A Puritan in Babylon: The Story of Calvin Coolidge

By William Allen White | Go to book overview

CHAPTER XXXI
Being an Intermezzo While Only the Stage Hands Work

THE four years from March 4, 1925, to March 4, 1929, marked the years of the big bull market--the Coolidge market--the era which preceded the crash of the speculative boom. Calvin Coolidge will be remembered as the last President of the old era. It is a vital part of the Coolidge story to know something of the causes that made for the vast credit expansion that produced the boom of those years. The boom had its roots in many causes hereinbefore set down. Expansion of credit seems a primal cause. But perhaps it also was a symptom. Foreign loans which were draining money and credit from American industry also were merely significant episodes, not first causes. Bank expansion made phenomenal increases in loanable funds. Naturally the outlet was Wall Street, and a glutted Wall Street. It sent much of these savings of America abroad in 1914 and '15 and '16, and thereby somewhat we were drawn into the War. But war finance and war profits were only symptoms. America's real troubles just then seemed to grow out of unsound money market policy and unsound tariff policy-- rather than failure of production and distribution.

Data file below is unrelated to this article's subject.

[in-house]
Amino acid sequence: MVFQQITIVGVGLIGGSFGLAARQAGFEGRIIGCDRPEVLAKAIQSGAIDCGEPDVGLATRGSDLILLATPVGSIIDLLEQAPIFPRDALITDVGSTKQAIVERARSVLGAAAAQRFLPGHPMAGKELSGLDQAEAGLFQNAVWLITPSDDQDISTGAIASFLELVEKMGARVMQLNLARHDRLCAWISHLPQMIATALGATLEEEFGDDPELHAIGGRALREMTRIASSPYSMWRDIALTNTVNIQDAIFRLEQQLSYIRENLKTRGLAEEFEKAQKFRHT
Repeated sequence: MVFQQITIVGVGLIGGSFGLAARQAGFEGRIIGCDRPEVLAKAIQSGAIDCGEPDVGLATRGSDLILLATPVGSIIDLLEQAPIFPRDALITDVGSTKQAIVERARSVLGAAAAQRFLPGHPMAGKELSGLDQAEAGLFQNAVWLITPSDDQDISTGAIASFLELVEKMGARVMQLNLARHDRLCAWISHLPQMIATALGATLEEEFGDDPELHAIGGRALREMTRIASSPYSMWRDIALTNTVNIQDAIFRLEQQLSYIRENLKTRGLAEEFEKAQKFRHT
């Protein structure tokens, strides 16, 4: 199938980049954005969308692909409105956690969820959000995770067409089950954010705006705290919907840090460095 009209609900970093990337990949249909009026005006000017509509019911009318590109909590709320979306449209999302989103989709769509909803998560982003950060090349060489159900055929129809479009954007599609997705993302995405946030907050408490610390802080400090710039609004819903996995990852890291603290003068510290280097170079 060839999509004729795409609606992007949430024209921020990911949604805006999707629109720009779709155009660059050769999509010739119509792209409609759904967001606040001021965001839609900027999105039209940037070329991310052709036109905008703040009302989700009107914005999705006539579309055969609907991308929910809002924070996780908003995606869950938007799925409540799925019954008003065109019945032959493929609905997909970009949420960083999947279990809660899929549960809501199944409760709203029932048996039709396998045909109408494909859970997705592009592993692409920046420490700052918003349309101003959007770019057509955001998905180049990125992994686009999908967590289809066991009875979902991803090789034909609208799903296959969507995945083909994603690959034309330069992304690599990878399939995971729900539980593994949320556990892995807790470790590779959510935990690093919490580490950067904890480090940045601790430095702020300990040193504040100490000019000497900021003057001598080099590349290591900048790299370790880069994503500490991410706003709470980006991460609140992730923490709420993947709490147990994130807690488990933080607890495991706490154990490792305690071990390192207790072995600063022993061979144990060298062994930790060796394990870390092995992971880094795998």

According to the tables in "Recent Economic Changes in the United States,"1 the output per wage earner in the ten years preceding 1929, grew rapidly. Frederick C. Mills, of the research staff of the National Bureau of Economic Research, definitely indicates the belief that the output per

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1
This book contains a report of the Committee on Recent Economic Changes of the President's Conference on Unemployment, Herbert Hoover, chairman, including the reports of a special staff of the National Bureau of Economic Research. Incorporated; is a two volume work carefully, conservatively planned and executed. It seems to be a standard source book for those who would study the period dosing with the crash of the late Twenties--McGraw-Hill Company, 1929.

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